March 29, 2010

I can’t remember the last time I saw you
I can’t remember the last time we talked
was it the end of the day, or a Tuesday morning?
was I saying hello, or collecting my mail?

You always waved when I was leaving
You always noticed if I’d cut my hair.
When I went to Jamaica I told you.
When I came back home, you were there.

I wish I’d sent you a postcard on holiday
I wish I’d brought you some coffee
from the Blue Mountain coffee store
You were seeing a woman from Poland

You told me one day in the laundry room.
The letter said there was no pain
it happened on a Saturday,
in a hospital.

The other guy said it was bone cancer
you didn’t tell anyone,
just carried on coming into work.

I wish I’d known
when I was doing my washing
I wish I’d known,
when I was collecting my mail.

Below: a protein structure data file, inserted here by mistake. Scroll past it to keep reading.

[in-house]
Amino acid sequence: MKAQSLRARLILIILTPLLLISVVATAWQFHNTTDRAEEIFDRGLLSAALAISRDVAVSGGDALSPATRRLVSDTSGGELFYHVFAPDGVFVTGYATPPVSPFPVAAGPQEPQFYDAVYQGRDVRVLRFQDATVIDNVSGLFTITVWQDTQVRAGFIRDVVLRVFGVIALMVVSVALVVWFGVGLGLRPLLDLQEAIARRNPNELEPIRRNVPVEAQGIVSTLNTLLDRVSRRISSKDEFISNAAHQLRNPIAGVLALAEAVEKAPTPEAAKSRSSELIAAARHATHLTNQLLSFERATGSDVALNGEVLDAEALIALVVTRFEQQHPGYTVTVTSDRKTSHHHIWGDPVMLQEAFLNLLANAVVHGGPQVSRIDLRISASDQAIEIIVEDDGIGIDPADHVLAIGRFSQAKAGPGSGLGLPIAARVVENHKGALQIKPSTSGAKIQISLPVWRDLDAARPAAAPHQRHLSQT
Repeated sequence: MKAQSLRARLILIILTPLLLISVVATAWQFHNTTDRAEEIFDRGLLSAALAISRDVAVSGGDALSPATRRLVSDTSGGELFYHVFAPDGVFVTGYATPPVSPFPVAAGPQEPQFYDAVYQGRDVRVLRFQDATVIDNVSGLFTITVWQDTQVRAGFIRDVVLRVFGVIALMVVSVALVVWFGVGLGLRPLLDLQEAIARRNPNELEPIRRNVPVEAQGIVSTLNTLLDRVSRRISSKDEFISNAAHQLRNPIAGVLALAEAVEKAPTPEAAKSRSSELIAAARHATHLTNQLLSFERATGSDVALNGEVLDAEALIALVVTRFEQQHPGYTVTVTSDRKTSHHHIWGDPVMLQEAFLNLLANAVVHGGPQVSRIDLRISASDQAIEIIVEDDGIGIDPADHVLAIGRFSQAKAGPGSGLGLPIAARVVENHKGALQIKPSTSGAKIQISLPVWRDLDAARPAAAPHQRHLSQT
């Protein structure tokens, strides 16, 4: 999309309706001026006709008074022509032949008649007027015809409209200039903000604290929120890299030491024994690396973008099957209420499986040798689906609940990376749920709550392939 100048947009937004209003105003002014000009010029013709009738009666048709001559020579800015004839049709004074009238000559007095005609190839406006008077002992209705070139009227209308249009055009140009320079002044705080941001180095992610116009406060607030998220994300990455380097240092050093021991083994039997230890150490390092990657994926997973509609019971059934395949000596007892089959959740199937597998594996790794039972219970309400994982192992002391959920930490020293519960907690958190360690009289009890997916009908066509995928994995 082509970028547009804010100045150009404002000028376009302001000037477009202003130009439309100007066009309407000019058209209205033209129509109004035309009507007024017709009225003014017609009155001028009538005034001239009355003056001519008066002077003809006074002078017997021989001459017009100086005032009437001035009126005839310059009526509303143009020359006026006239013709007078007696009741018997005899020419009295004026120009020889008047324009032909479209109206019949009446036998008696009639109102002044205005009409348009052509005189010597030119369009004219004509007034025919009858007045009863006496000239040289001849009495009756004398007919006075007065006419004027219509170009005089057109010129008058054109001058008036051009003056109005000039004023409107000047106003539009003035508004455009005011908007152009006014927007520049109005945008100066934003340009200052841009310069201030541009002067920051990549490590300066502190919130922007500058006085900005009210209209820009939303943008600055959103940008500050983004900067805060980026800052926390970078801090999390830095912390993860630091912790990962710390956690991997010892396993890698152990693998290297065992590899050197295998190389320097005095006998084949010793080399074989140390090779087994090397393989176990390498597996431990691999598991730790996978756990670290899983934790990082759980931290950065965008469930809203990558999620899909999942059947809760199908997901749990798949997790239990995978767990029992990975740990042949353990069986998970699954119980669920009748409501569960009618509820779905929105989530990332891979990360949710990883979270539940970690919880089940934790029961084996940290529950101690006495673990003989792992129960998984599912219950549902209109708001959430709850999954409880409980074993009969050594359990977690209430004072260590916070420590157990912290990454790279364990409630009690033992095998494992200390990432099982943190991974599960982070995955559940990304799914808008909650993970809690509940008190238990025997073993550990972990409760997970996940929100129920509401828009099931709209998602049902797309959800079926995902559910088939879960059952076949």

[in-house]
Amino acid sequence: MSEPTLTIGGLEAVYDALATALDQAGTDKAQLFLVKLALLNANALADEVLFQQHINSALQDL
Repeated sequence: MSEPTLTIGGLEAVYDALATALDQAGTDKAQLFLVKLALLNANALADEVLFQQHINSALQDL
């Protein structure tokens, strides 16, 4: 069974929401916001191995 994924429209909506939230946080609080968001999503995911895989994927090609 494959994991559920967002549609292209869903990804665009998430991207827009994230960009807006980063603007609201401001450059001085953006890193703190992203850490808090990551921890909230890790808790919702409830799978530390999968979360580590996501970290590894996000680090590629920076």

This evening I smiled
at the woman in the stairwell
I said goodbye
to the consiege.

I didn’t know you had children in Devon
or that your sister was a pastor.
I can still remember your glasses,
red skin, small hands, white hair.

Venus in Primark

March 29, 2010

Everything is so beautiful.
Venus has never seen anything like it
Rows and rows of crumpled silks,
woolen dresses, velvet heels.

She walks up aisles
like someone getting married.
walks past clothes
confettied everywhere.

Mothers hold up jumpers over leggings.
Teenagers twirl, like vinyl records,
a queue of people